Patch Tuesday September 2019
This month Microsoft patches two zero-days that could lead to elevation of privileges and more Remote Desktop Protocol bugs.
Windows and Windows Server
This month’s Patch Tuesday cumulative update (CU) for Windows 10 has caused another media storm, with some users experiencing broken search. The problem stems from an issue that started after Microsoft released a fix (KB4512941) for the Visual Basic 6, VBA, and VBScript issues that I reported last month, which saw some users suffer severe CPU spikes caused by the Cortana SearchUI.exe process. A fix arrived in the September CU for Windows 10 (KB4515384) but it appears to have broken the Start menu and Windows Desktop Search. It’s worth noting that this issue only occurs on devices that have disabled searching the web using Windows Desktop Search (WDS).
If you have the default WDS settings, you won’t be affected; and that means most Windows 10 1903 users. So, while it would have been preferable that this issue hadn’t occurred, testing against every perceivable Windows configuration is no easy task. It’s not clear whether Microsoft may again have missed warnings from Windows Insiders in the Feedback Hub. If so, that is less forgivable when the information you need to roll out a quality update is sitting right under your nose.
Say Goodbye to Traditional PC Lifecycle Management
Traditional IT tools, including Microsoft SCCM, Ghost Solution Suite, and KACE, often require considerable custom configurations by T3 technicians (an expensive and often elusive IT resource) to enable management of a hybrid onsite + remote workforce. In many cases, even with the best resources, organizations are finding that these on-premise tools simply cannot support remote endpoints consistently and reliably due to infrastructure limitations.
There are 4 Remote Code Execution (RCE) vulnerabilities patched in the Remote Desktop Protocol (RDP) service this month, both rated critical. A fifth critical fix patches a bug that could allow remote code execution if a .LNK file is processed.
Two zero-day Elevation of Privilege (EoP) bugs (CVE-2019-1214 and CVE-2019-1215) are fixed this month. Zero-day flaws are bugs actively being exploited before a fix is available. As such, you should make sure you get systems updated as quickly as your testing allows. CVE-2019-1214 is a bug in how the Windows Common Log File System (CLFS) driver handles objects in memory and could let an attacker run processes with elevated privileges. CVE-2019-1215 is a problem with how ws2ifsl.sys (Winsock) handles objects in memory and could again let an attacker run processes with elevated privileges. Both the flaws affect all supported versions of Windows. Aside from these two zero-days, there are another 17 fixes for EoP bugs rated important.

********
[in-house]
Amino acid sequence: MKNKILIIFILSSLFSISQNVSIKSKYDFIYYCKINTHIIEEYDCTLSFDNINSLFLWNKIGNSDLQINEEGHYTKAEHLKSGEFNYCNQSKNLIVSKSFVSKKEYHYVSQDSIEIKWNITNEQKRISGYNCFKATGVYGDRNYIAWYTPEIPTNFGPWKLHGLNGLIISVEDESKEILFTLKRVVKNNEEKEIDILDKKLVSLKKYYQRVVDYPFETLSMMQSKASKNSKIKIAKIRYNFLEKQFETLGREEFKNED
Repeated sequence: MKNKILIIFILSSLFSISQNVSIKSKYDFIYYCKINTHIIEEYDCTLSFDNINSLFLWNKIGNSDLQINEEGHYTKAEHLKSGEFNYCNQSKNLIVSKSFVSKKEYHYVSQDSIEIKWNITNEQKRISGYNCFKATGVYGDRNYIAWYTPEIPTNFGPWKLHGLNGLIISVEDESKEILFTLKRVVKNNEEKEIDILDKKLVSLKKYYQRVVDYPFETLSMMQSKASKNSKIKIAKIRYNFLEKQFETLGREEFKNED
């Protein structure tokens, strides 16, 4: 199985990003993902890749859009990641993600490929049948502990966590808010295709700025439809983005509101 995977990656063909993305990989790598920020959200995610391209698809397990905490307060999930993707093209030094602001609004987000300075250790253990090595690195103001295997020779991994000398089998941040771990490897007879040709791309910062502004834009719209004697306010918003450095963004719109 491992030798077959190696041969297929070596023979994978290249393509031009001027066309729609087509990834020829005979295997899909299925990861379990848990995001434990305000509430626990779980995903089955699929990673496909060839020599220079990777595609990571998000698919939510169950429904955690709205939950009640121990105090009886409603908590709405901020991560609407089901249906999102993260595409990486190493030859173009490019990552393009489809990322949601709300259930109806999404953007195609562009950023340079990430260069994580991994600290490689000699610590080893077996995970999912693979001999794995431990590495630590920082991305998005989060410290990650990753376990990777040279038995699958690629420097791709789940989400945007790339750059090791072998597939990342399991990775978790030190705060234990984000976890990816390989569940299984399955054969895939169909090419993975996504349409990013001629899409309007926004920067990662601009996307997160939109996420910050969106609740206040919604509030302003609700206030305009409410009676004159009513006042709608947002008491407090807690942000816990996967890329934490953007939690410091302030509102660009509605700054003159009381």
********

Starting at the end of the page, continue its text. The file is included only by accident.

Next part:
IE11 gets three patches to fix a critical issue that could let an attacker run arbitrary code in the context of the logged in user. Again, it’s a problem with the way VBScript handles objects in memory. A security feature bypass vulnerability is patched where Microsoft Browsers don’t validate the correct Security Zone of requests for specific URLs. It could cause a user to access a URL in a less restricted Internet Security Zone than policy dictates.
Office 365 Pro Plus gets four fixes this month, two of which are important RCEs. One in the Windows Jet Database Engine and the second in Microsoft Excel where it fails to properly handle objects in memory. It could let an attacker run arbitrary code in the context of the current user. A bug in how Office handles user input is patched. In a file-sharing attack scenario, it could let an attacker convince a user to open a document, interact with it, and then run arbitrary commands. Finally, an information disclosure vulnerability in Microsoft Excel improperly discloses memory content and an attacker could use the information to compromise the computer or data.
Microsoft Exchange, SharePoint, and SQL Server
A couple of flaws are patched in Exchange this month. A denial of service bug where Exchange fails to properly handle objects in memory, and it could let an attacker launch a denial of service attack. There’s also a spoofing vulnerability when Outlook Web App (OWA) fails to handle web requests properly, potentially allowing an attacker to perform script or content injection attacks, and trick users into disclosing sensitive information.
There are six patches for SharePoint, three of which are critical RCEs. One plugs a flaw where APIs aren’t properly protected from unsafe data input and could let an attacker run arbitrary code in the context of the SharePoint application pool and the SharePoint server farm account. There are also two EoP patches and a fix for a spoofing problem.
There are no patches for SQL Server.
A patch for Flash Player fixes two arbitrary code execution flaws rated critical (CVE-2019-8070 and CVE-2019-8069).
And that is it until October!